If Gripe is CN or Jamup, ah wonder why he was not 100% behind the thing?  Did he oppose some of it because the NDC says so?

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#3 Dec 12, 2016 1:40 pm

gripe
Member

Re: Gripe to Represent us in Tokyo

Frenchman, your critique of my arguments on the Referendum has in its very bowels the reasons for my positions. I direct your attention to the following:

First, on "The Hop" argument: One can surely find the basis for my position and that it was limited to accepting Mr. Bristol's arguments. His arguments were complete and convincing. On your comment about CN's posting, I did not so much as endorse it but told him that I had provided the link before he did so that it was not necessary for him to have posted it if he had read my initial post on the subject. 

Second, on "The Skip": If you would admit it, my comments in that response was to take direct aim at your statement that the entire Referendum should have been accepted. Seeing that flawed argument from you which clashed with Mr. Bristol's position (which dealt with procedural deficiencies), I felt a compulsion to go a bit deeply into the nuggets of the Referendum. 

So, the difference between "The Hop" and "The Skip" is, in a nutshell, procedure versus the finite details of the Referendum! 

Third, "The Jump" is a combination of the two approaches discussed above. Interestingly, your position that the ability to "Jump" is a trait shown by unpaid defense lawyers tells me that you are not aware that lawyers and people in general have to be able to address issues based on the context in which arguments are phrased. Perspectives matter; perspectives determine conclusions! 

Fourth, my arguments in this thread demonstrate what it takes to survive in this world: one has to be be able to assess information as they are presented to you. One needs to compartmentalize information and act -- make decisions -- on what is before you. But, if arguments change, it may be necessary to form other opinions. My response to the Bristol arguments and then to your arguments proves that fact!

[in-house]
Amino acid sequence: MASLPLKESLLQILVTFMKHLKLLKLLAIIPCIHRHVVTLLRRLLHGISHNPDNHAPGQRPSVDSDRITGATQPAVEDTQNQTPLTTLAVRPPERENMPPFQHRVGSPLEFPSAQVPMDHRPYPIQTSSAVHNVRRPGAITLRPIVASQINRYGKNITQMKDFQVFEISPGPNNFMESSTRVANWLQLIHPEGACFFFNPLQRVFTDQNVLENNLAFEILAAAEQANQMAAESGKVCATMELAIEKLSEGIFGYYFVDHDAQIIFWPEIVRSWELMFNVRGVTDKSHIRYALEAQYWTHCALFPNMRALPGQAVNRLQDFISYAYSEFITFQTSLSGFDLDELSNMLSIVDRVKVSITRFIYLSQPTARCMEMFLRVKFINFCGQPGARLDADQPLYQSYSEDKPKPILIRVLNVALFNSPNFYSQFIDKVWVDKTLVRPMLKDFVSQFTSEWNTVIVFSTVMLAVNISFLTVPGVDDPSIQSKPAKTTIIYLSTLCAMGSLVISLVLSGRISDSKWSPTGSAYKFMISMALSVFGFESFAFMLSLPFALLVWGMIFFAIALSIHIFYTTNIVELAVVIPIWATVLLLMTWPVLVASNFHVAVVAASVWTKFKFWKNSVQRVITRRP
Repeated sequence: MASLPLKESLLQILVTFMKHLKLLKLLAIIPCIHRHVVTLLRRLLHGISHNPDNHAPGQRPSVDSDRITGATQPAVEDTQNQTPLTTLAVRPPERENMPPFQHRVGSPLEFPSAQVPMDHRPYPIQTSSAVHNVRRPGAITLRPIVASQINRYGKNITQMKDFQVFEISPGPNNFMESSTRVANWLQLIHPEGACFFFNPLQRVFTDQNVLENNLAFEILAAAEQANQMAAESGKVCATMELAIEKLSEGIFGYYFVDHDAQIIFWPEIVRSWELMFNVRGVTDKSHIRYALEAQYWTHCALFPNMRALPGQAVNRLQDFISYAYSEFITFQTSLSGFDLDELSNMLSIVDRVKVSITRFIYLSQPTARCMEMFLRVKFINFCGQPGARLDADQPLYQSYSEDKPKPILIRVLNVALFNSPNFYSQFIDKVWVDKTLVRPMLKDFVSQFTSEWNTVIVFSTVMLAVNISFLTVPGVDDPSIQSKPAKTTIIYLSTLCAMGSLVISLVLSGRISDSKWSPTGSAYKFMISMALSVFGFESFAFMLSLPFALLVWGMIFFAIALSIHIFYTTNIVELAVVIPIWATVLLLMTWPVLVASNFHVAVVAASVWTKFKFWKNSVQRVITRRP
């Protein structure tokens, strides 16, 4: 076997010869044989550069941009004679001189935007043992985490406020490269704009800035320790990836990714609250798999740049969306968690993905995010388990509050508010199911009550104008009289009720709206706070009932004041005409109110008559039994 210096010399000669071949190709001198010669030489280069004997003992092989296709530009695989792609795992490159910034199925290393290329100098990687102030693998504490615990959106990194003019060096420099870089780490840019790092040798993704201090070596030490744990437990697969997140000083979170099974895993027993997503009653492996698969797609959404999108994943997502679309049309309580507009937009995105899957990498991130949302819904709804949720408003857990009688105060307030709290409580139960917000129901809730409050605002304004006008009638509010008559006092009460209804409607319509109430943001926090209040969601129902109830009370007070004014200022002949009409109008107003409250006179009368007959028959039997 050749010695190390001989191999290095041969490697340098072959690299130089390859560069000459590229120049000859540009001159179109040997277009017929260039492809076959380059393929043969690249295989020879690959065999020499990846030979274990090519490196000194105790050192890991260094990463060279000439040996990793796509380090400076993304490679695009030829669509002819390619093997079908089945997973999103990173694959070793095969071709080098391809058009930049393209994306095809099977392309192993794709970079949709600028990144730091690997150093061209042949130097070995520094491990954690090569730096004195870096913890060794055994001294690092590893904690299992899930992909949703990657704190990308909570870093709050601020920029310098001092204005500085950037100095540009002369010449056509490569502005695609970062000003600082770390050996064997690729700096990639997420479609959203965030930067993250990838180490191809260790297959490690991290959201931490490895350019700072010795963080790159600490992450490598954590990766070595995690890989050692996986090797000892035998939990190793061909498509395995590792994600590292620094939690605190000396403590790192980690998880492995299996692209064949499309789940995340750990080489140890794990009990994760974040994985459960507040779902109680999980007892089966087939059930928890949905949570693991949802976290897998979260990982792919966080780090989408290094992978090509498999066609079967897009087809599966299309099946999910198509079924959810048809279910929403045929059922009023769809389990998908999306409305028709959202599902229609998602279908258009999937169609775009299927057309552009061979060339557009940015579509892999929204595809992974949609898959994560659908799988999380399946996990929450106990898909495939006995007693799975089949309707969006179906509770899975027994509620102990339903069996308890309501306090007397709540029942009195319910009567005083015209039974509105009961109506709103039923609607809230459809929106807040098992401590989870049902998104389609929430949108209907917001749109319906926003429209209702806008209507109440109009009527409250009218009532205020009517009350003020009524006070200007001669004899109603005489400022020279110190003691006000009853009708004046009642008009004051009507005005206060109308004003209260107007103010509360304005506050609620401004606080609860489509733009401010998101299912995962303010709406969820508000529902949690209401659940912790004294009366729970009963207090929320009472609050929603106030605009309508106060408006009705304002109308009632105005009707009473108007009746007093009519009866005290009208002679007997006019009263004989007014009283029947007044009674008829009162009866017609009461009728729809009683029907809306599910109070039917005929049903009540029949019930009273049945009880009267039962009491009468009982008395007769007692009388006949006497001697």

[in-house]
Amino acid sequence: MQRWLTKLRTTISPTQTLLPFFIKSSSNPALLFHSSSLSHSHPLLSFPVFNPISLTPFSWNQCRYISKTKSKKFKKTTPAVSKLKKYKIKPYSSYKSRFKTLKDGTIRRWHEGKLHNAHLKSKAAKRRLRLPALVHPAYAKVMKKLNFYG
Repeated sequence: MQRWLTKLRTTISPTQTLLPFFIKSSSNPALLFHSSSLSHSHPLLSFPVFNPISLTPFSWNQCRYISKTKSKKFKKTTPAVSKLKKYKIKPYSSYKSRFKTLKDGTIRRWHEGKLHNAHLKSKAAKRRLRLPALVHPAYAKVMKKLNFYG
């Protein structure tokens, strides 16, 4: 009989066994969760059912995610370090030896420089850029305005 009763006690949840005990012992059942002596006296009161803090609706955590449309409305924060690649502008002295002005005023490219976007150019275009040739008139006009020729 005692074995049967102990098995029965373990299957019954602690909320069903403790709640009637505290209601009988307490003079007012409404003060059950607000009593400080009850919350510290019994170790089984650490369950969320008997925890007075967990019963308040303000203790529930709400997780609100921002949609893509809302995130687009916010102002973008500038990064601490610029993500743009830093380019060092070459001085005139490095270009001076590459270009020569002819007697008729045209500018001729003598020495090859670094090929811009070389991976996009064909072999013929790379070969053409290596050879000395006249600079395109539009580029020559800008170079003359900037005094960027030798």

Fifth, Frenchman, I hope that you will not tell me that people need to be static, one-dimensional, and unable to reevaluate circumstances based on changing facts, matrices, and other variables that are necessary to decision making.  If anything, consider my assessments in this thread as indicative that life for all of us -- lawyers or not (I make no admission here) -- requires that we be intensely analytical! Also, a lawyer, paid or unpaid, that does not have an open mind about the facts of his/her client's case is leading his client blindly!

Sixth, it is good to be predictable and stay the course and many people like that way of thinking. But, I am not convinced that it is always helpful to be predictable. That is not a good approach to life when changes occur around us every moment.

Seventh, why haven't you, in all this discourse: 

1. REVISED your position that the entire Referendum issues should have been voted "Yes" even though you appear, by implication, to agree with me that a blanket "Yes" made no sense once the issues are carefully analyzed? 

2. Admitted that you were WRONG in your opening salvo that Grenadians' "No" votes mean that Grenadians have voted to sacrifice their autonomy by continuing to worship the Queen? Rather, the fact is that most of the Referendum issues dealt with LOCAL, Grenadian, internal matters that have nothing to do with sacrificing Grenada's autonomy! Your opening salvo, then, and its conclusion, were overblown and inaccurate when the facts of the Referendum issues are fully considered.  

Eighth, if you wish to know, I will not consider you to have flipped or flopped were you to make the admissions that I noted.

Last edited by gripe (Dec 12, 2016 1:42 pm)